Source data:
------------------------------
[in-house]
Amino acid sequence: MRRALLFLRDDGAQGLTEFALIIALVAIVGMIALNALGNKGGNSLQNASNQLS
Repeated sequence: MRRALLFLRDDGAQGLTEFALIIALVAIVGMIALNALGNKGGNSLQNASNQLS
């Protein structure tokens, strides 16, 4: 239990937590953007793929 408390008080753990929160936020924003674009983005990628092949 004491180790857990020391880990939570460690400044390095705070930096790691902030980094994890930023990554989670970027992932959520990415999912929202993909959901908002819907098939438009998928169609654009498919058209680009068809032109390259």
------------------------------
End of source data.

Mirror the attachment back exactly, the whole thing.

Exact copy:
[in-house]
Amino acid sequence: MRRALLFLRDDGAQGLTEFALIIALVAIVGMIALNALGNKGGNSLQNASNQLS
Repeated sequence: MRRALLFLRDDGAQGLTEFALIIALVAIVGMIALNALGNKGGNSLQNASNQLS
């Protein structure tokens, strides 16, 4: 239990937590953007793929 408390008080753990929160936020924003674009983005990628092949 004491180790857990020391880990939570460690400044390095705070930096790691902030980094994890930023990554989670970027992932959520990415999912929202993909959901908002819907098939438009998928169609654009498919058209680009068809032109390259």